What’s Epistemology Got to Do with It?

The “Death of Epistemology” in African American Studies
  • Stephen C. FergusonII
Part of the African American Philosophy and the African Diaspora book series (AAPAD)


As critical realist Roy Bhaskar notes, truth is both simple and complex.1 Many philosophical tomes have been written in search of the eternal question, what is truth? German irrationalist Friedrich Nietzsche famously described truth as a “mobile army of metaphors.”2 By which he meant that truth is nothing more than an illusion. Following Nietzsche, it has become commonplace in our time, a fixed prejudice if you will, to hear that “truth” no longer exists. Similar ideas have enjoyed a considerable vogue among the contemporary postpositivist crowd. Whether it is the pragmatist, anti-foundationalist or a consensus-based theory of knowledge, the mantra heard in the halls of academia, and even in the political arena is: “truth” is a matter of the values and beliefs that prevail among members of an interpretive community.3 The search for objective truth is a philosophers dream, which results from an obsession with Cartesian certainty in the face of historical change. As the American television comedian Stephen Colbert would mockingly say, all we have is truthiness, unfiltered by rational argument. There is no longer any need to live under the positivist illusions about scientific knowledge, objectivity and the like. What is “true” depends on who is speaking and in what context. What matters is who is saying what, not necessarily what is said.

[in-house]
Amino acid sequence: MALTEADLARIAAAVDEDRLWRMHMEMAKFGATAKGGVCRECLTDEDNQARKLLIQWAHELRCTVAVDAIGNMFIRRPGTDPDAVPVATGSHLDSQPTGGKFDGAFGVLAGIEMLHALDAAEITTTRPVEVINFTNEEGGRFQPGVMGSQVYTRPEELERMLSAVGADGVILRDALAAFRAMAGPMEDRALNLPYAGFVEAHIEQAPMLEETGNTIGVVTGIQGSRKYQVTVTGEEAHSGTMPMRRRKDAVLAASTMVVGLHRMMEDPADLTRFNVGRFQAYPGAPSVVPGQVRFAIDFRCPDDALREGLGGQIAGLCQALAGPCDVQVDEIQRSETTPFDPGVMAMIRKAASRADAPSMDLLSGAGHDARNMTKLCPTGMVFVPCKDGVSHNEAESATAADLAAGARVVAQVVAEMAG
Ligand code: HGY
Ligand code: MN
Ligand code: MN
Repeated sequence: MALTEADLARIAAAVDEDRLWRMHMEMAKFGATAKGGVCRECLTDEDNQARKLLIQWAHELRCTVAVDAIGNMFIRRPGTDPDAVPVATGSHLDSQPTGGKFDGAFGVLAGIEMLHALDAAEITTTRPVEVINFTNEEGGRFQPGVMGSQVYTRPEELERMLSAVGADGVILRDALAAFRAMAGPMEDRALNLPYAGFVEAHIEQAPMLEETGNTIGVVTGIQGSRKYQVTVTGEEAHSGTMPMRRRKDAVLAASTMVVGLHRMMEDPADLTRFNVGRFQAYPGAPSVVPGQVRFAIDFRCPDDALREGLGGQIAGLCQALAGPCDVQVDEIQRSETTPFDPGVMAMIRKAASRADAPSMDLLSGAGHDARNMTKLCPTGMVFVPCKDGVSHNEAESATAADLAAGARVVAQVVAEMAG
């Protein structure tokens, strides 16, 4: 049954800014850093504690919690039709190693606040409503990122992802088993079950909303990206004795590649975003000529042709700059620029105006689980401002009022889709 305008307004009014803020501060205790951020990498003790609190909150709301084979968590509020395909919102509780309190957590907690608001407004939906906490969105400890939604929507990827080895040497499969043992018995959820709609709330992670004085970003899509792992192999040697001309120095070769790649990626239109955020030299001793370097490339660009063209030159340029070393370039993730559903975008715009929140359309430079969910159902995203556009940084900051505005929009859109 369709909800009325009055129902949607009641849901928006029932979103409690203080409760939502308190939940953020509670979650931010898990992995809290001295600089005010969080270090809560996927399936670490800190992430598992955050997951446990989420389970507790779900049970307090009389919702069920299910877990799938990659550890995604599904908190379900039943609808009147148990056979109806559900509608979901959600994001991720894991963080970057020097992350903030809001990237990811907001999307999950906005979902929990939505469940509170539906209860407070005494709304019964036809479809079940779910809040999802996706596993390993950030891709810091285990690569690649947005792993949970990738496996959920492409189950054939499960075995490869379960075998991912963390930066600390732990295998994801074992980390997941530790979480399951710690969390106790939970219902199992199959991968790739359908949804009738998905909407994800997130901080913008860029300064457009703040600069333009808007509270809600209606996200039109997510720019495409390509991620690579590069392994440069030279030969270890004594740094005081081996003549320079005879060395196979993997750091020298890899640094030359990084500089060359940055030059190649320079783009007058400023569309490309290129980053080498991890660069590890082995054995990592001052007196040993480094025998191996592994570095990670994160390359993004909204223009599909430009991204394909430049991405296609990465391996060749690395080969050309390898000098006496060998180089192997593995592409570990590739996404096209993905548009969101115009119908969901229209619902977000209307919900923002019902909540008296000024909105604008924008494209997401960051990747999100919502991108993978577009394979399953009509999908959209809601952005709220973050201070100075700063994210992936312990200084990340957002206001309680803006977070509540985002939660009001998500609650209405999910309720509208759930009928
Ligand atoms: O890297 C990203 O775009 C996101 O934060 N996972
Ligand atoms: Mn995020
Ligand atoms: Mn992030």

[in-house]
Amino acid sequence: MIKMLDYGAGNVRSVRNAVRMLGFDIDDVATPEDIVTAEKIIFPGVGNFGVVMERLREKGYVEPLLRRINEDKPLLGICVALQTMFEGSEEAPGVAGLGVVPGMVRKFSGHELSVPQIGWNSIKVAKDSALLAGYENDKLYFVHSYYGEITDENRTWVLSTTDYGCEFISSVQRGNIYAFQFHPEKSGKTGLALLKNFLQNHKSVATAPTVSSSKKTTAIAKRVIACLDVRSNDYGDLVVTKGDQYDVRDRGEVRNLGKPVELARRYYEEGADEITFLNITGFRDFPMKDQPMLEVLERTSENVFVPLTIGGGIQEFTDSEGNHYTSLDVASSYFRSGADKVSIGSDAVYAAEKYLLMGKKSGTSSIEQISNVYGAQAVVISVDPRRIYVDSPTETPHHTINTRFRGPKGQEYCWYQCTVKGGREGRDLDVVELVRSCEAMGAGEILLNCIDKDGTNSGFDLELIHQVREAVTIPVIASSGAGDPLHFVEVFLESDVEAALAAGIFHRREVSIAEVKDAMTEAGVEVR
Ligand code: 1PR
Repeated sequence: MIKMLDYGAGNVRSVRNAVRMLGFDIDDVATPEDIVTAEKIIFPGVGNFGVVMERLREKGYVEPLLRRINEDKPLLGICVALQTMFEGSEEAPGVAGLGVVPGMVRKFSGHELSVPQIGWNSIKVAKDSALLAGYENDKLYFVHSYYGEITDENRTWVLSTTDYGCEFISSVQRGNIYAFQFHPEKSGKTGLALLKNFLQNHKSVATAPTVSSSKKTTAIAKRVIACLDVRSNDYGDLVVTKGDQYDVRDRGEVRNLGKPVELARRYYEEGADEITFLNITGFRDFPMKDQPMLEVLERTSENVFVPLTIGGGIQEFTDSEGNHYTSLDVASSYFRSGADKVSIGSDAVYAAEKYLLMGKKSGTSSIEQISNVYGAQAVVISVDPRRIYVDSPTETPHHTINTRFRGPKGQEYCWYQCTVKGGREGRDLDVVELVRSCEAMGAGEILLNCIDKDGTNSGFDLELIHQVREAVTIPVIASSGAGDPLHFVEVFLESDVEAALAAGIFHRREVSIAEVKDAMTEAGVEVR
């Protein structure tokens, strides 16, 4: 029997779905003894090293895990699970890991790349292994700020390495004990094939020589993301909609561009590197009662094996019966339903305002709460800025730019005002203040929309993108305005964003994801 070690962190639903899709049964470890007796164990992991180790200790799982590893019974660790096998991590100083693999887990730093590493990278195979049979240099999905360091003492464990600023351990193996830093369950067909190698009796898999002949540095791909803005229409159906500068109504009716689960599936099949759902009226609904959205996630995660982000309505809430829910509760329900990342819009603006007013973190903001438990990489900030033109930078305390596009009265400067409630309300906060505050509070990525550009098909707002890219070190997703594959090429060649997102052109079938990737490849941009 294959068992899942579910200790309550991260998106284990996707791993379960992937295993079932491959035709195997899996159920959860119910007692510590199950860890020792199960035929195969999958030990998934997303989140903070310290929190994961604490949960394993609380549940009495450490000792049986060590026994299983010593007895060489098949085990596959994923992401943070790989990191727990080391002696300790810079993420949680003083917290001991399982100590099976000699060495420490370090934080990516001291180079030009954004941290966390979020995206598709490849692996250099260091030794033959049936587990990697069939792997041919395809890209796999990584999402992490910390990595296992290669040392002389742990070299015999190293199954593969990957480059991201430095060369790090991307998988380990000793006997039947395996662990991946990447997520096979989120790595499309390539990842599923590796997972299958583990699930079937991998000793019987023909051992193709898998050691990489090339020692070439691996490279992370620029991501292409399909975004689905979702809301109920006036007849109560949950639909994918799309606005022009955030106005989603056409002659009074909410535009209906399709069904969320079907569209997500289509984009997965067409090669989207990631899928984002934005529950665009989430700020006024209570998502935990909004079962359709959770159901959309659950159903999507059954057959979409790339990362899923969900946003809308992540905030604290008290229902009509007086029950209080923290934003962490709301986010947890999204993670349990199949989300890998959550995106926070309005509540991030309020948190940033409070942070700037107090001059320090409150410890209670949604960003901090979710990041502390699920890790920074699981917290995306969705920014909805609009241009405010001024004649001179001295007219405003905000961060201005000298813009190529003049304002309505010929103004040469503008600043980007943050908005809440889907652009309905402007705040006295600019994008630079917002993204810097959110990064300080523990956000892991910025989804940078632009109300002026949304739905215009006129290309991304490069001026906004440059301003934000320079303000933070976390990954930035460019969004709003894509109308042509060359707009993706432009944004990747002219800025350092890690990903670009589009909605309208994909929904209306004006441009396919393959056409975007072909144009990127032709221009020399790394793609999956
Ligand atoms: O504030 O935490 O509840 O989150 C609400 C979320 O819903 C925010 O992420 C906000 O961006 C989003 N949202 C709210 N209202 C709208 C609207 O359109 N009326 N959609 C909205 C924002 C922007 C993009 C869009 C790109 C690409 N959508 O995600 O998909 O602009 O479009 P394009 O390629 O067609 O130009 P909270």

Black Woman Race Relation Objective Truth Correspondence Theory African American Study 
These keywords were added by machine and not by the authors. This process is experimental and the keywords may be updated as the learning algorithm improves.


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